Date registered: Jan 2005
Vehicle: 2006 ML350
Location: Chicago, IL
Mentioned: 0 Post(s)
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Former Google Employee says don't buy Google stock.
The bloom seems to be coming off the rose. After more than a year the naysayers are finally having their day.
Frankly, I have never had much respect for Google's detractors. Most criticism of Google has been based on ignorance and hysteria. The fact of the matter is, Google makes a kick-ass product, and they have used it to make a pile of money in the free market playing fair and square. I have nothing but the highest regard for them.
Nonetheless, it has always been a bit of a mystery to me why anyone bought Google's stock, let alone paid $470 a share for it not so long ago. Not that I'm complaining, mind you. But I am, and always have been, puzzled by people's willingness to pay these exhorbitant prices for Google. It's not because Google isn't a great company -- it is. But the stock has always seemed to me like a bad deal. Let me explain.
Suppose I wanted to sell you a share of my car. There are many reasons why you might want to buy. For example, I might let you drive it part of the time. Or maybe it's a limousine that I lease out, and I'd give you part of the income. Or maybe it's a collector's item and I'd give you part of the proceeds when I sell it.
But suppose I offered you the following deal: I'll sell you a share of my car, but you don't get to drive it. It generates income, but I won't share it with you, nor give you any say in what I do with the proceeds. I have no intention of ever selling it. I won't listen to anything you have to say about how the car ought to be used, and I won't tell you what I plan to do with it. In fact, buying a share of my car will provide you with no tangible benefits whatsoever. All it will do is give you bragging rights that you own a share of my car.
How many people do you think would accept a deal like that?
Well, if that car is Google, a lot.
Just as there are many reasons one might want to buy a share of a car, there are many reasons one might want to buy a share of a company. The company might pay dividends, or it might offer the potential of paying dividends in the future. If you buy a big enough share you can have a real say in how the company is run. Even if you don't have the wherewithall to buy a big enough share to let you run the company, your small share might be sought out by someone who does have the means to buy a controlling interest. Or being a shareholder might entitle you to certain special privileges. (We own some stock in a winery that gives a 30% discount to its shareholders. We've made back our original investments many times over on wine discounts alone. The stock also pays dividends.)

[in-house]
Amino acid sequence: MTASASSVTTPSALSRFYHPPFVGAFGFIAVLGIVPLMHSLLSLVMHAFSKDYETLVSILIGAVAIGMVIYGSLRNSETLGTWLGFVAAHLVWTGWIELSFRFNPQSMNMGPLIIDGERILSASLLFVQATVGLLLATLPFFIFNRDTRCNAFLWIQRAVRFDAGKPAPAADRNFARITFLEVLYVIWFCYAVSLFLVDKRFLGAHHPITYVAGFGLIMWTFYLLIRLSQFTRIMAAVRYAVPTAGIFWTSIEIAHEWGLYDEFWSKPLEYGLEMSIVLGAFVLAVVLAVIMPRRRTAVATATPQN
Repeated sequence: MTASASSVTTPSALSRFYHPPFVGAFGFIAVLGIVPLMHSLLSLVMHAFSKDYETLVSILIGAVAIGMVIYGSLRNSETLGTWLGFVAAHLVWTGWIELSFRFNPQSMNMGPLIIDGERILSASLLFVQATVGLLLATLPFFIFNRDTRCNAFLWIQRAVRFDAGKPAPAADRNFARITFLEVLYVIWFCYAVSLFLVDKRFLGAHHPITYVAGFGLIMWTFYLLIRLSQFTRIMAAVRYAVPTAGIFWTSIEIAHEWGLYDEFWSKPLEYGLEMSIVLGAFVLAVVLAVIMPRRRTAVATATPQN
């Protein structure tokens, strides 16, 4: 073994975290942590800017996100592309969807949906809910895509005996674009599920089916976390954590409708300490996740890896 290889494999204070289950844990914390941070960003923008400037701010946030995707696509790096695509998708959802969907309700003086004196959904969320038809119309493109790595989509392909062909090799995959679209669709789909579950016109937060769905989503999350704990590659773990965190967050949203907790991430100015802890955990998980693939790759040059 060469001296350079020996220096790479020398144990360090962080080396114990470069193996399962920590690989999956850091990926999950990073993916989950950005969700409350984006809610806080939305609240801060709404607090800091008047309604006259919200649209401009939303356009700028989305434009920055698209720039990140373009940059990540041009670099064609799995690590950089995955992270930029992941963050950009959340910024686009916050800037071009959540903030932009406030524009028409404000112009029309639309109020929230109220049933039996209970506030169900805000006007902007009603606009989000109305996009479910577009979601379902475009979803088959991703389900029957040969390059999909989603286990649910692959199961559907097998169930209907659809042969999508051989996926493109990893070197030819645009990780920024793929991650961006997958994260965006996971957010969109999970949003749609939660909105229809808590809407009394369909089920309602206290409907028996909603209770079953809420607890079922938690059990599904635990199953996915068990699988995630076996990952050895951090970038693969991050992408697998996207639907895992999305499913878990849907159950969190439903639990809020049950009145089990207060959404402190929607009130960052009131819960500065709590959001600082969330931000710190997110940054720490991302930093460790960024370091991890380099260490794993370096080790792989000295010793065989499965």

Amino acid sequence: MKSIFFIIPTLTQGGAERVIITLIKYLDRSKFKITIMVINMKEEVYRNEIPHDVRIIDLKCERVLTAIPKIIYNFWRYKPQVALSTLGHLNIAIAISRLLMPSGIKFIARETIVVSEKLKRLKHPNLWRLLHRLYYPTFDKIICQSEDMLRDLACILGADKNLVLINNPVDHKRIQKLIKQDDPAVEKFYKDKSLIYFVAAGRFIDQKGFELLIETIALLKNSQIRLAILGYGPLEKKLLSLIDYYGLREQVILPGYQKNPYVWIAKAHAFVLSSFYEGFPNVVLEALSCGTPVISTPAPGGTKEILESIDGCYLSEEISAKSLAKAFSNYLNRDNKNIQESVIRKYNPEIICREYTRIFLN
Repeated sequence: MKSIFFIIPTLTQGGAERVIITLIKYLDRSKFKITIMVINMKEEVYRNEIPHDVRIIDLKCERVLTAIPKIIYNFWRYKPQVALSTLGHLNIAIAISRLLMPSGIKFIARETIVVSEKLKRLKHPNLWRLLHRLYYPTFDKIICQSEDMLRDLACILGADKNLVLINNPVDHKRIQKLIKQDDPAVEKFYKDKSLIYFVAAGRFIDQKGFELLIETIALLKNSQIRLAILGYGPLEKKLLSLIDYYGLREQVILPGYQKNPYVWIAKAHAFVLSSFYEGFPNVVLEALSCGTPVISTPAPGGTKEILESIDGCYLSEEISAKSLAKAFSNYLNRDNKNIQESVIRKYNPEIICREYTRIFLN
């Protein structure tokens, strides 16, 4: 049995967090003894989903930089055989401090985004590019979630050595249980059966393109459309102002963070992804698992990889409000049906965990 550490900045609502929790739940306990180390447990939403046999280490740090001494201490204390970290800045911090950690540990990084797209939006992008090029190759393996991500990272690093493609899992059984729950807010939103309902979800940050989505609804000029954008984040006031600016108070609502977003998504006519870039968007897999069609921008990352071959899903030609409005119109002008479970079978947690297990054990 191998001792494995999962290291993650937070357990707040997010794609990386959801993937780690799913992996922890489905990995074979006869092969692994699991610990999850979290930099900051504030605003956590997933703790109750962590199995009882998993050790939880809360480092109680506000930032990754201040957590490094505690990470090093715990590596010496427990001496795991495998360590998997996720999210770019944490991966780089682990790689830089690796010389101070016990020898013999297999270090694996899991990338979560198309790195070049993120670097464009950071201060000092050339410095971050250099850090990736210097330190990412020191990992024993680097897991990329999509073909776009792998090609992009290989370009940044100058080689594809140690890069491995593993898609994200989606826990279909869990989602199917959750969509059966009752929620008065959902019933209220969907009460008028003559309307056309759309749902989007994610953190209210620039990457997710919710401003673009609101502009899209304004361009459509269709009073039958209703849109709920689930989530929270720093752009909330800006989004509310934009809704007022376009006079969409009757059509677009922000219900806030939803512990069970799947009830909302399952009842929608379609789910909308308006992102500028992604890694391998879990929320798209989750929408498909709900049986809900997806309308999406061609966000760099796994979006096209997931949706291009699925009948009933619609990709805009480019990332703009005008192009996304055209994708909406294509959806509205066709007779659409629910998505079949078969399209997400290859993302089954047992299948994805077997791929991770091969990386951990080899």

But with Google, none of those reasons apply. Google has explicitly stated that it will never pay dividends. They have explicitly said that they will offer no guidance to investors. Their stock structure is such that even if you bought every single publicly traded share of Google stock, Larry and Sergey would still control the company because their privately held stock has ten times as many votes as your publicly traded shares. So there is no hope that your shares will ever be of value to someone attempting a hostile takeover of Google. Such a thing is simply not possible, so no one will ever try.
There is really no difference at all between buying a share of Google and buying a share of my hypothetical car, which you never get to drive and over which you have no control and which will never put money in your pocket. The only difference is that the foolishness of the deal is more evident in the case of the car. In the case of a company as big and complicated as Google it is easier to convince yourself that there is some rational reason for the stock to have value. After all, there are a zillion people out there snapping up shares.
That's the same mentality that led people to buy shares of doctorkoop.com.
The big difference, of course, is that Google is making money. Lots of it. Theoretically the shareholders own part of that money. But in reality Larry and Sergey have all the say in how that money is spent, and the shareholders have none, and the company is structured in such a way that that can never change. It's a bizarre kind of ownership, no different at all from "owning" part of a car that you never get to drive and which provides you with no tangible benefit (and no hope of future tangible benefits) except the possibility of selling your share to the next sucker for more than you paid for it.
Why does anyone buy Google? I have no idea. But I'm damn glad that they do.
2006 ML 350 - Black, Appearance Package, Navigation System, Entertainment Package, Sunroof Package, Heated Seats, IPod Integration